You are on page 1of 3

ADAM SMITH I. Nature of Smiths A. combined a theory theory of history B. features of his 1. division of specialization 2.

analysis of price and resource allocation 3. nature of economic growth C. On Natural Law and Property Rights 1. Smiths main problem: the relation of the individual to the state, and the proper function of the state to its members or subjects 2. NATURAL LAW: reflected the mind of the Creator and must not be opposed 3. Divine government of the universe reacts on our political and economic problems the Invisible Hand 4. there is a natural harmony in the economic world that central planning should not disturb as government is always incompetent D. On Human Nature 1. HUMANS ARE SELF-INTERESTED: we are most concerned with our selves and we always work towards making our current condition better 2. competition ensures that self-interest will improve human welfare 3. Monopoly: represents uncontrolled self-interest and disrupts human welfare II. Theory of History A. self-interest, the development of property rights and division of labor contribute to economic growth B. History of Civilization 1. hunting no property rights 2. pastoral authority is established to protect the properties of the rich 3. farming feudalism and the serfs were all against the land barons 4. commercial came about from specialization self interest brings about societal changes changes in the right to property also contribute to the evolution of civilization institutional changes also change the power structure III. Microeconomic Foundations A. Smith focused on growth in national wealth/income sum of market values of final goods and services produced B. initiated a theory of value 1. trade only occurs when surplus occurs specialization yields surplus Economic System of nature and a central analysis labor or

2. money facilitates trade 3. proposed a value in use and a value in exchange as represented in his water-diamond paradox C. Labor as a measure of value 1. discussed a measurement of value (price) and a cause of value labor CAN MEASURE value; value in use contributes to the cause of value D. Price 1. money most common measure of value 2. looked into real and nominal prices highlighted real prices since the value of money changes over time 3. labor alone CANNOT explain market price only for labor-intensive economies can this happen because it is the main factor of production E. Market Price vs. Natural Price 1. Market Price determined by the interaction of demand and supply in the short run 2. Natural Price determined by long-run costs of production 3. Smiths effectual demand implies a downward-sloping demand curve 4. proposed a concept of demand elasticity 5. proposed that competition is the check and balance in the abuse of economic power 6. since market price must cover cost over the long run, then value is a function of the resource used in production 7. any form of price regulation imposed by the state keeps the market from going to equilibrium F. Wages-Fund Doctrine 1. that wages are advanced to workers in anticipation of the sale of their output 2. wages could not be increased unless capitalization allocated for wages will also increase 3. capital was determined by savings 4. in the short-run, there were a given number of workers and a given amount of savings to pay their wages these determine average wages 5. in the long run, the supply of labor was related to the subsistence wage if the wage rate rose above subsistence, population will increase the demand for labor was determined by the size of the wage fund and the wage fund was determined by the level of savings G. Factors that affect differences in wages 1. Wages vary in inverse proportion to the agreeableness of the employment 2. Wages vary in direct proportion to the cost of learning the business 3. Wages vary in inverse proportion to the constancy of employment 4. Wages vary in direct proportion to the trust that must be placed in the employees 5. Wages vary in inverse proportion to the probability of success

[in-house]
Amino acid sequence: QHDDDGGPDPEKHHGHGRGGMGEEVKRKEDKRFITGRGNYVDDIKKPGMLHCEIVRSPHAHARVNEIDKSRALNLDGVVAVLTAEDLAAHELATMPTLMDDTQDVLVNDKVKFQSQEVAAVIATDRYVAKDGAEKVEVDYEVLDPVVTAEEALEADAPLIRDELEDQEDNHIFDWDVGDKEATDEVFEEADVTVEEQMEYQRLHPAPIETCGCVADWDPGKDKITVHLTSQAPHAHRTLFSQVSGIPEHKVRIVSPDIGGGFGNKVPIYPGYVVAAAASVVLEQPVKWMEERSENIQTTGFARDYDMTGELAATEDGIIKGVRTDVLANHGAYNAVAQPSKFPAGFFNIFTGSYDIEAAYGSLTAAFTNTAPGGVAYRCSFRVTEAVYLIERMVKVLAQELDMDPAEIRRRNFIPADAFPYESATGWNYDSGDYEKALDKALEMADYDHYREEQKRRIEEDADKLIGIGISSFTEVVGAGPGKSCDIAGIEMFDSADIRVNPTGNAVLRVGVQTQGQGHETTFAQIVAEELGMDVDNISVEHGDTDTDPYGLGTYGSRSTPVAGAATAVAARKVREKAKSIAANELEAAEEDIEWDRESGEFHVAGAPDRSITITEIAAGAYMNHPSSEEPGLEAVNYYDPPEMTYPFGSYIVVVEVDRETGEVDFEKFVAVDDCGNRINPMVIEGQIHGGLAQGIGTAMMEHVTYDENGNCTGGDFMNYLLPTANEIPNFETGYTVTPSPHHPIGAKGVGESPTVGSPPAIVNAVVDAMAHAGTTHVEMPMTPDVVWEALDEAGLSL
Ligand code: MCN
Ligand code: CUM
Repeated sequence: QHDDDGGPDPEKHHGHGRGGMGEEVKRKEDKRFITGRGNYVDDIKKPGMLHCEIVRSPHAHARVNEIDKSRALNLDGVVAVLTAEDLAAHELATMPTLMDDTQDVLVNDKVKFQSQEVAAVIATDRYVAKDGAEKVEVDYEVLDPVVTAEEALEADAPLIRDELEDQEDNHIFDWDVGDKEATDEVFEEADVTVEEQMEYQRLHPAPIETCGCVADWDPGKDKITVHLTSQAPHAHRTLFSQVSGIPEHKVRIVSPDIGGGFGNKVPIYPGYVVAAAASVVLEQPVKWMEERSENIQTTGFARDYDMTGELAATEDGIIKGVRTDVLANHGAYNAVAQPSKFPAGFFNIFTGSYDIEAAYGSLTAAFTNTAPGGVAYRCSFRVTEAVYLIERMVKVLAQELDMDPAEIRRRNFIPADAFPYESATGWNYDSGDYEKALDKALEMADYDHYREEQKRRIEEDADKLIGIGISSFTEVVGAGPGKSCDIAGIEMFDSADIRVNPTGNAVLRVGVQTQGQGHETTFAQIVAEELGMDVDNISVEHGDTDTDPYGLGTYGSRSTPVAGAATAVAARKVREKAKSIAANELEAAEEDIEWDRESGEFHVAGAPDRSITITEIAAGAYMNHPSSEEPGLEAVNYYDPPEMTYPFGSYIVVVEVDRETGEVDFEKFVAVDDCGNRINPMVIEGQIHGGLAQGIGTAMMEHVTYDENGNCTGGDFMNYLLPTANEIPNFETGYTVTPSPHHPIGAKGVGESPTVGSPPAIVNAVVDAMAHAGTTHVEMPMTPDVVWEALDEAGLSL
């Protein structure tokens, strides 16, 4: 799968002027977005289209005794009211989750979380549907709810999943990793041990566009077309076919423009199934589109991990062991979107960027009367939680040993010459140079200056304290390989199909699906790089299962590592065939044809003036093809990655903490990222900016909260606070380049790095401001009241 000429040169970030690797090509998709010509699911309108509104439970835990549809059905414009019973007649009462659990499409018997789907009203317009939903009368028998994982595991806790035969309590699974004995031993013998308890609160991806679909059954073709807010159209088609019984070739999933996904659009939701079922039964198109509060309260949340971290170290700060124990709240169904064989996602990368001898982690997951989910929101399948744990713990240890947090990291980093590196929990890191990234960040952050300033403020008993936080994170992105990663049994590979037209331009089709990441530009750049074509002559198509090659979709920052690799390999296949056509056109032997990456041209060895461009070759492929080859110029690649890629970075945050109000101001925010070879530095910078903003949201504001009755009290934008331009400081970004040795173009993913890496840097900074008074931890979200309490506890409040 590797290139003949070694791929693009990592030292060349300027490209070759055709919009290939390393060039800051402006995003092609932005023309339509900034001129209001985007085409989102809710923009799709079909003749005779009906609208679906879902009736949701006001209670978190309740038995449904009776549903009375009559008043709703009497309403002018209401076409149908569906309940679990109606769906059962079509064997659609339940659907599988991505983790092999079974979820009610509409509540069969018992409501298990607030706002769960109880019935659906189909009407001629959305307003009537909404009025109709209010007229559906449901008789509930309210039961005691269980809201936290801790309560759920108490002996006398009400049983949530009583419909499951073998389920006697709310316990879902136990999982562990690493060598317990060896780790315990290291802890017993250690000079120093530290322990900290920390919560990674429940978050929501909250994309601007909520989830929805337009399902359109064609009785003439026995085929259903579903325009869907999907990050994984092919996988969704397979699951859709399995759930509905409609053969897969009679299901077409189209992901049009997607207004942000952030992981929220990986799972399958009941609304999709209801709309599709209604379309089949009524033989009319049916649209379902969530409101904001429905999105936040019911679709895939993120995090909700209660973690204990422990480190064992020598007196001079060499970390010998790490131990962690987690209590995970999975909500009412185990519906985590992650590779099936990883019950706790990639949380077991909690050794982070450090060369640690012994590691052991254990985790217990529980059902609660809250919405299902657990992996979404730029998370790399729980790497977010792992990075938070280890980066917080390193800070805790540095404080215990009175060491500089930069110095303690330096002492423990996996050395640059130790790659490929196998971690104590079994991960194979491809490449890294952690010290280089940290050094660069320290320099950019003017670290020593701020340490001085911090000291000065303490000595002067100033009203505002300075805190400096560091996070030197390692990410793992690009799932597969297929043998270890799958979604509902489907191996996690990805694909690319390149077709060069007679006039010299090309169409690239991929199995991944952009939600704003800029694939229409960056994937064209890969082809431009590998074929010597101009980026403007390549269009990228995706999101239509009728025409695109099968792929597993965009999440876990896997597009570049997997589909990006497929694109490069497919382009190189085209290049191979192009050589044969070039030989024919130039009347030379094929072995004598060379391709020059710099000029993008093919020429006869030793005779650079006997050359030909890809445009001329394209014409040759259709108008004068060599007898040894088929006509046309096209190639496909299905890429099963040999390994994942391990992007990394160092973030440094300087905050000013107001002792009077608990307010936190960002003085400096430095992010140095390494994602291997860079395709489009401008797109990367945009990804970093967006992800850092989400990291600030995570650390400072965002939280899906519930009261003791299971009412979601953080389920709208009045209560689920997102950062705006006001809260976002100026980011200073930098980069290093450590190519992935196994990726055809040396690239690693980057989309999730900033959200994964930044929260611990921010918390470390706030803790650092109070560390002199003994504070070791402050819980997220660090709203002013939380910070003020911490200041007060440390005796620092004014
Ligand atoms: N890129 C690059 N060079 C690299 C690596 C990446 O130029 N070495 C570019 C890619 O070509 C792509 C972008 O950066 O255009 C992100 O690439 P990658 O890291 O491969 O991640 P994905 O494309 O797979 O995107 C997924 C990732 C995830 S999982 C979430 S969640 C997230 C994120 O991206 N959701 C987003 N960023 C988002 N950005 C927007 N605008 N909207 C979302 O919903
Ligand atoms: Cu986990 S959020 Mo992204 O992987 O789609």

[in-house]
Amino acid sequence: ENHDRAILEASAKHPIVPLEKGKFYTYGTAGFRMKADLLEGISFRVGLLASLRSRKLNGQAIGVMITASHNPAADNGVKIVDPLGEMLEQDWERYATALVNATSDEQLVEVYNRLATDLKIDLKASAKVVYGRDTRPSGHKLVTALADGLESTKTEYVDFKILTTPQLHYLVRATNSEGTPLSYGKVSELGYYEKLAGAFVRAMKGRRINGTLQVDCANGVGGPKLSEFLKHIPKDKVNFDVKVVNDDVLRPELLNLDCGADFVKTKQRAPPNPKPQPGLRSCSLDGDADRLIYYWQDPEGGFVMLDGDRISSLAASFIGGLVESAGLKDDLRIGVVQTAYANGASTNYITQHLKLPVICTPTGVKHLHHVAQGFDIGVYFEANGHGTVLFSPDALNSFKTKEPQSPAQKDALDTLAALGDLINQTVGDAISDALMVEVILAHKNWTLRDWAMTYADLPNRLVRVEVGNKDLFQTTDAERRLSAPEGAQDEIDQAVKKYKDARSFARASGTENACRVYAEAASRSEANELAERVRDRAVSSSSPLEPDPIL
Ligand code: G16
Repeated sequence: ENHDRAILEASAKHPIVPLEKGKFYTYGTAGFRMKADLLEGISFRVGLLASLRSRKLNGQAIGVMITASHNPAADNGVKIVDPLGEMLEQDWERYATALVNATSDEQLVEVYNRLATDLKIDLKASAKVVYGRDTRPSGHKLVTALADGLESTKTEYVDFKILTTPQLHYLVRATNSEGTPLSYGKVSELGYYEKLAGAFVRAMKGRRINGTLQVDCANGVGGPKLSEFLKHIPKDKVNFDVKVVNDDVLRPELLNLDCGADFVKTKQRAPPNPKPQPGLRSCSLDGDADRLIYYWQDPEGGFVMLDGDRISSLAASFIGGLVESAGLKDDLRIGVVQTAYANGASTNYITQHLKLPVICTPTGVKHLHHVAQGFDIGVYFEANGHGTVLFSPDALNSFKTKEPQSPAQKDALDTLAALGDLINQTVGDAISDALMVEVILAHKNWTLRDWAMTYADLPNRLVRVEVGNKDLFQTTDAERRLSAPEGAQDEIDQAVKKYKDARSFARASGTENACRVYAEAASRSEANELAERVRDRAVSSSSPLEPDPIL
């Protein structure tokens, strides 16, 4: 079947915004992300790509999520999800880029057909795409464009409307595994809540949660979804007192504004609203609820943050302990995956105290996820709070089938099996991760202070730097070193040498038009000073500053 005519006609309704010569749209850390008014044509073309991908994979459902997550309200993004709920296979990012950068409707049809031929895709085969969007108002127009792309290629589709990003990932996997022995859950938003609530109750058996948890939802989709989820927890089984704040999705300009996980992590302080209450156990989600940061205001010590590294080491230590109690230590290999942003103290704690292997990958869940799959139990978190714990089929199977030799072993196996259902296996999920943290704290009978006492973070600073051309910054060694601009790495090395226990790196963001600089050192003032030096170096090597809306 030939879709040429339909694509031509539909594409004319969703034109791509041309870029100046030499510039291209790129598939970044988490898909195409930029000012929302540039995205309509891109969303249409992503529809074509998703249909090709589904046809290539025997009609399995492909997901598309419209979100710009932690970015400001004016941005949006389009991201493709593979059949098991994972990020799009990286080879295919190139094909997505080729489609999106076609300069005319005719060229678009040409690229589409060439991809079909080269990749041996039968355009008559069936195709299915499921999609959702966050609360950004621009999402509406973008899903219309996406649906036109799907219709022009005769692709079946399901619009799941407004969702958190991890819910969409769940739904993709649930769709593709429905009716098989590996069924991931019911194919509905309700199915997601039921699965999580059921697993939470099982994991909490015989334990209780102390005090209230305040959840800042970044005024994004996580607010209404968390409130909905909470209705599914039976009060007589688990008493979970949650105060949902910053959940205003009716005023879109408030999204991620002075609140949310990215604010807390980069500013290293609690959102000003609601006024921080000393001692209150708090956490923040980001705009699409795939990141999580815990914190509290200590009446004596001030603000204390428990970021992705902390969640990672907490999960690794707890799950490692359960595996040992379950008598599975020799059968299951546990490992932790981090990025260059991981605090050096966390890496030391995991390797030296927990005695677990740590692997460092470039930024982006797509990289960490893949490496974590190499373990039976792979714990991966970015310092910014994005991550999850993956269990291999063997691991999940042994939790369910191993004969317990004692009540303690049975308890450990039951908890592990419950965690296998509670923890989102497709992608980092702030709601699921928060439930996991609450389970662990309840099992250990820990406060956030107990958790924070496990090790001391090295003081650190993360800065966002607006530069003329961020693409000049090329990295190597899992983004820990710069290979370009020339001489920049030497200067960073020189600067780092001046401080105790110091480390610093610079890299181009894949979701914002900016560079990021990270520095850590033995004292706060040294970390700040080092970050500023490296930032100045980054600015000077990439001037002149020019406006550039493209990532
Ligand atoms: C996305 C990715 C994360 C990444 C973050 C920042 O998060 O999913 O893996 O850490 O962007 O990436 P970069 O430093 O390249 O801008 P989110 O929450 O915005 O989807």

H. Smiths Economic Growth 1. critical changes start at specialization/division of labor this leads to increases in productivity levels 2. greater output leads to higher wages which is easily translated into higher per capita income 3. higher incomes lead to higher levels of consumption which, when summed up, represent greater national income 4. high incomes lead to better propensities to save that will lead to capital accumulation